ST LOUIS (LALATE) – Azodicarbonamide will no longer be a part of Subway’s bread. Subway’s bread had included the ingredient Azodicarbonamide, a chemical that also resides in yoga mats. But what is Azodicarbonamide? Officials tell news that the product is used for an elasticity look in you shoe’s shoes. So what was it doing in bread in the first place?
Subway tells news today that the product is being removed promptly. “We are already in the process of removing azodicarbonamide as part of our bread improvement efforts despite the fact that it is (a) USDA and FDA approved ingredient,” Subway said in a news statement this week. “The complete conversion to have this product out of the bread will be done soon.”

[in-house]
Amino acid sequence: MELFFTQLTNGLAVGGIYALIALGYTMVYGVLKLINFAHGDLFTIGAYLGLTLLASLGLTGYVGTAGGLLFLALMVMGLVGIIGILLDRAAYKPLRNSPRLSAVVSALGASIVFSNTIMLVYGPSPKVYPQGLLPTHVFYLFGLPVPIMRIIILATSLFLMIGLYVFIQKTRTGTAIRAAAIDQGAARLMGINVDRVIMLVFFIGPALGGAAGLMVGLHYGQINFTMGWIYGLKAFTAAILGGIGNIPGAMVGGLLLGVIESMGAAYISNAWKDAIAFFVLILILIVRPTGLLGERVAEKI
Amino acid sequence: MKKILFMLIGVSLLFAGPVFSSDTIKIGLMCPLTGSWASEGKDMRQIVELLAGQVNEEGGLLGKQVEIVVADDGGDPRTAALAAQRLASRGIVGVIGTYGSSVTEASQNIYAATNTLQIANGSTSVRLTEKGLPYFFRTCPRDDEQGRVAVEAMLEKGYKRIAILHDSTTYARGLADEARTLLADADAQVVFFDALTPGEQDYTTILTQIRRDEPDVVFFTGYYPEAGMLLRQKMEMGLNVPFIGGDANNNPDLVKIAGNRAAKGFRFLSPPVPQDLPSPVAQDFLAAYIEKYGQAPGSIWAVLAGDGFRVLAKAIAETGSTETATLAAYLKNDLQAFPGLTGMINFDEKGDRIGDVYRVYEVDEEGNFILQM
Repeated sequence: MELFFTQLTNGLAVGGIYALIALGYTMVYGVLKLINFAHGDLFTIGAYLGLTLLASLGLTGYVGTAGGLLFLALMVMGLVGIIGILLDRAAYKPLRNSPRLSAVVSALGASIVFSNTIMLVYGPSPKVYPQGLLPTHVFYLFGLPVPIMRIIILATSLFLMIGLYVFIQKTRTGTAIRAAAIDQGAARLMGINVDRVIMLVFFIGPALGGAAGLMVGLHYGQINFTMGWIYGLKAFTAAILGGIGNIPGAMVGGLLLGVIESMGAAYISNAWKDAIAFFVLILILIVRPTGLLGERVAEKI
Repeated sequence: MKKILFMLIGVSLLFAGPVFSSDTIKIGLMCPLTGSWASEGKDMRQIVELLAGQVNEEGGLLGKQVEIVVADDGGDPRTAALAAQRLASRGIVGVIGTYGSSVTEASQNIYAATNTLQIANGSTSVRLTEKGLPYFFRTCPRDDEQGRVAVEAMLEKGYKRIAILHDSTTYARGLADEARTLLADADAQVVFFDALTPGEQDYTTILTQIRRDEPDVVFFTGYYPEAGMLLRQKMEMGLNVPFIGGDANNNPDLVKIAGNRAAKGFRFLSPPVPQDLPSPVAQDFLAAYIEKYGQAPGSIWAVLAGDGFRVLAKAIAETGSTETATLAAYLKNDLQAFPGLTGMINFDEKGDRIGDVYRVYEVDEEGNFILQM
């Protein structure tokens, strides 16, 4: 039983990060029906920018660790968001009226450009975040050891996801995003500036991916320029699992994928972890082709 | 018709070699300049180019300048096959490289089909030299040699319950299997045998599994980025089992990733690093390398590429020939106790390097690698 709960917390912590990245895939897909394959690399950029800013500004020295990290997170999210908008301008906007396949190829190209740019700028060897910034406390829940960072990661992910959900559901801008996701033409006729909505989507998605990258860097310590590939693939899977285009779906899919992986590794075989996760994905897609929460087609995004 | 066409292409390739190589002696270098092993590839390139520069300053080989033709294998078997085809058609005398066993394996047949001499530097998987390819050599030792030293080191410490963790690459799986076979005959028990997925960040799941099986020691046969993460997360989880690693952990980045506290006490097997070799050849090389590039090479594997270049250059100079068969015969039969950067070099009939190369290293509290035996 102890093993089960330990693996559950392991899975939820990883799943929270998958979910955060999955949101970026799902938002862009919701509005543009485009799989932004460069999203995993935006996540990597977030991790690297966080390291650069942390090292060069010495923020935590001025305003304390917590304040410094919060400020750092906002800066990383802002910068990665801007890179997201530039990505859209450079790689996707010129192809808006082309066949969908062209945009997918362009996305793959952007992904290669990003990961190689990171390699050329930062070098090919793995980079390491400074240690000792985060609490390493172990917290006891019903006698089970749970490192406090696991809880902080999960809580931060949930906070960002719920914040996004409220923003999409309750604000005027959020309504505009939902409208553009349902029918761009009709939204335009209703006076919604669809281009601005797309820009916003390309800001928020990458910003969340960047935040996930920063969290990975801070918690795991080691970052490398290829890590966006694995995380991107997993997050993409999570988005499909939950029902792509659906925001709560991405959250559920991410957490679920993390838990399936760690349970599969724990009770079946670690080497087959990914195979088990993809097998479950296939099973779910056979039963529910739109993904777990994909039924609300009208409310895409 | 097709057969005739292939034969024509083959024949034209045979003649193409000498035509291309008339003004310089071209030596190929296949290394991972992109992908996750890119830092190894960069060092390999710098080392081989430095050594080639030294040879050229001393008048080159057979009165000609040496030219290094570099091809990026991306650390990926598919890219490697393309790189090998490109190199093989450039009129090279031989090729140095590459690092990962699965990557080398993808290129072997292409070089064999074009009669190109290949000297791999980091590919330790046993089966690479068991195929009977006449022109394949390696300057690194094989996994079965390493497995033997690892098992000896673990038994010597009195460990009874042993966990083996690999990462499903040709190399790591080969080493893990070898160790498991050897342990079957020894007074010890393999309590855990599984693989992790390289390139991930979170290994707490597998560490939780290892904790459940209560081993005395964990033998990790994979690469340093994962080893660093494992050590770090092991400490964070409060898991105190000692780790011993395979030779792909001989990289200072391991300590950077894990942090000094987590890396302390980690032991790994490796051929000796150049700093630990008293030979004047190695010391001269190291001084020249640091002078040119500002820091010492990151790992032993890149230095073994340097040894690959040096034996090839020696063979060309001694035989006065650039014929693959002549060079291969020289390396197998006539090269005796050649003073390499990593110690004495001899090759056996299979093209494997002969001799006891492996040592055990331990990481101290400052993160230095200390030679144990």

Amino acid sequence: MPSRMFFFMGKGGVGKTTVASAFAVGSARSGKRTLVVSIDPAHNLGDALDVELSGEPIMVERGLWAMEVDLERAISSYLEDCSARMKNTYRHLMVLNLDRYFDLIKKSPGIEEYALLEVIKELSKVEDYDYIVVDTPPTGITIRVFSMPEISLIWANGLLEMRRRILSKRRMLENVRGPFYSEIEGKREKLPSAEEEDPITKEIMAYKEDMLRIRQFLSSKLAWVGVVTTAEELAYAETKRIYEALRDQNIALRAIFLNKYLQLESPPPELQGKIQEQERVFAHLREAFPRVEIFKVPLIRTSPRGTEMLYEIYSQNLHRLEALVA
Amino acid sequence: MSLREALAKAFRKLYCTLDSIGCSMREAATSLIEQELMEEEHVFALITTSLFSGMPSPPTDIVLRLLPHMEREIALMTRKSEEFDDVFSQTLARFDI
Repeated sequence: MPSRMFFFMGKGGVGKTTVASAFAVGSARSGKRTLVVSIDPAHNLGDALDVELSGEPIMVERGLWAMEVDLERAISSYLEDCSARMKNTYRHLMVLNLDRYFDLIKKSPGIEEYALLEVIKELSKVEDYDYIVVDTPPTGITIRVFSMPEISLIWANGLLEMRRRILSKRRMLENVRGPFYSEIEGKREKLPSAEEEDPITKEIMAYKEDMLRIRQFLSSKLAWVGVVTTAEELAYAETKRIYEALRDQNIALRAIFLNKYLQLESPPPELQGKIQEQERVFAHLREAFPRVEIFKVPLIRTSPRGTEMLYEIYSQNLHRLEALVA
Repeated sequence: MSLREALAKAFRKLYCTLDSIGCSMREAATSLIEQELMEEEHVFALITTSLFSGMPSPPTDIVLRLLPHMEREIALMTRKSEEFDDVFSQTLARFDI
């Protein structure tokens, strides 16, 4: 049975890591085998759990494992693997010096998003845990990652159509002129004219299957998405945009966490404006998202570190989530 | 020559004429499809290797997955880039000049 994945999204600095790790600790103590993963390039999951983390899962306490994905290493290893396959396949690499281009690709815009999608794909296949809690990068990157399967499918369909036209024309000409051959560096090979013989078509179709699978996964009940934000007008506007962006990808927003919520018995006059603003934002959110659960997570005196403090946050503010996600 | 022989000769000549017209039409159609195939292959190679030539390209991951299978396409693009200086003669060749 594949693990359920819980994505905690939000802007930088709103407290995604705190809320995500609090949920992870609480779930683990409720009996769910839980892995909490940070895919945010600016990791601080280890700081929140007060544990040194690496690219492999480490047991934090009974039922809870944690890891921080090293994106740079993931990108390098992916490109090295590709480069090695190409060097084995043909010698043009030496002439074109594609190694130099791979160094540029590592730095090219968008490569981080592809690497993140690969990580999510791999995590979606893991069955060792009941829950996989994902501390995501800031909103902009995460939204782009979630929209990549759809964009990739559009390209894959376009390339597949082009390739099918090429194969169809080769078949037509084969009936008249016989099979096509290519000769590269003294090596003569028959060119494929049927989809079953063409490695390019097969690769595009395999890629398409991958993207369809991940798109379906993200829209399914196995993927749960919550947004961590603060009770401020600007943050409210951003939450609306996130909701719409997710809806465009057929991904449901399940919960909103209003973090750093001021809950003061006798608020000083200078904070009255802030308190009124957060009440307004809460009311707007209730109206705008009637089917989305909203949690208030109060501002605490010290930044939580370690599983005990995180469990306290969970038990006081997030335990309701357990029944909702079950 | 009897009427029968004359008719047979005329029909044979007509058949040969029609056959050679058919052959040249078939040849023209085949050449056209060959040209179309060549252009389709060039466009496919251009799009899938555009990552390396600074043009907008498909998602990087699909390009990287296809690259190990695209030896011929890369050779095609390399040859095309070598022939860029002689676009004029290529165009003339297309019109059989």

CSPI has denounced the approval of the product in consumer foods. “We urge the Food and Drug Administration to consider whether the Delaney amendment, which bars the use of food additives that cause cancer in humans or animals, requires the agency to bar its use,” CSPI said in a news statement this week.
McDonald’s however admits that is does and will continue to use the product in its McRib sandwich buns. It states that a “variation of Azodicarbonamide has commercial uses and is used in the production of some foamed plastics, like exercise mats. But this shouldn’t be confused with the food-grade variation of this ingredient.”